Jan Wieck wrote:
"Marc G. Fournier" wrote:I certainly didn't want to open up this can of worms, that's for sure.
On Wed, 2 Apr 2003, scott.marlowe wrote:
Correct, we've always had libreadline support, as a compile option, butTrue. But not linking to LGPLd libs would be a bit extreme there.If that is a real objective, I'm surprised.The base source tree has always been as BSD pure as we can make it ... its
never been kept a secret ...
libreadline is not part of the distribution, only the hooks to it are ...
and, just recently, libedit(?) support was added as well, so that a
non-GPL licensed alternative is available for those wishing to distribute
the software ...
GPL vs. LGPL vs. BSD vs. MyFu**inLicense the next round ... man is this
annoying. I think with this new incarnation of the License war it's a
good time to give a real example what dragging our attention to
licensing leads to. Libedit might not be as good ... so be it. Who cares
about people who choose their database system by the color of the splash
screen? We have a pure BSD alternative that we could even ship with our
distro, time to retire the libreadline hooks.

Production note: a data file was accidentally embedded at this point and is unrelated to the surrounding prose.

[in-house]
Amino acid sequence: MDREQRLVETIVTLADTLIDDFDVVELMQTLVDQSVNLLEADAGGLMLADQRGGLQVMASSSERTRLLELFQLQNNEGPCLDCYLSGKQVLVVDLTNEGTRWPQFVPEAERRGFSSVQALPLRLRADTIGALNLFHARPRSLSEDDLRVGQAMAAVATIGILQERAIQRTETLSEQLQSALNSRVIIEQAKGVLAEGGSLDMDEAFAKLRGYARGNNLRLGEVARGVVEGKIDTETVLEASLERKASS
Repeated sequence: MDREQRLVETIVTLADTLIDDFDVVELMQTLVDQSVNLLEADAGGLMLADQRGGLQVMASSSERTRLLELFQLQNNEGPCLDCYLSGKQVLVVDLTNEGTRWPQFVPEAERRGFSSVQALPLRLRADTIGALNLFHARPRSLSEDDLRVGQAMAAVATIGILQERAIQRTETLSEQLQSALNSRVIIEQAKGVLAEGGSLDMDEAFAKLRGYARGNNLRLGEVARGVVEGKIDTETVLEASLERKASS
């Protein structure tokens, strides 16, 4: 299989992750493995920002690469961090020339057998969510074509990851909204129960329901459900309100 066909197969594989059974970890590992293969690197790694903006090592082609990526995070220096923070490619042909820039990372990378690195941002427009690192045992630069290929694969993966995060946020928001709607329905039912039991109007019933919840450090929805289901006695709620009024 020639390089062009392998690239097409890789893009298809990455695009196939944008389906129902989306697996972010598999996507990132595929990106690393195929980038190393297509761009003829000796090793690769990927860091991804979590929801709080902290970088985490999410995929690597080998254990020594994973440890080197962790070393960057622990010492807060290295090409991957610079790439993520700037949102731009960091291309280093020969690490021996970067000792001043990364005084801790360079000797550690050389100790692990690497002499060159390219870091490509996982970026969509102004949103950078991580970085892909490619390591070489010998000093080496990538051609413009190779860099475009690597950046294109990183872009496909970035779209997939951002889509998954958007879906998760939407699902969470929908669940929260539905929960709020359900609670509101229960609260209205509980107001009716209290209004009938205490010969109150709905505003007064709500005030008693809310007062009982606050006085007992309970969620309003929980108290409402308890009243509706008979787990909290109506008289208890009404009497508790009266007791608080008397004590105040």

I have an amount of code that is LGPL, I would rather use it than write the bits again or try to extract them from the whole. The actual extension would be BSD, but it would need to link with my library. I made the library LGPL (from GPL) for the PHP group who have similar restrictions.
Thus this discussion.
I don't know what the answer is, but to say "NO LGPL" seems a bit extream, especially if you already have such dependencies. Then if you conclude you do allow LGPL libraries, but then only allow some libraries, not all, then what is the criteria for choosing which libraries get blessed. Is it purely "popularity?"
Do you guys really think that a contrib function should not be allowed to require code which may not be on a common UNIX/BSD/Linux box?
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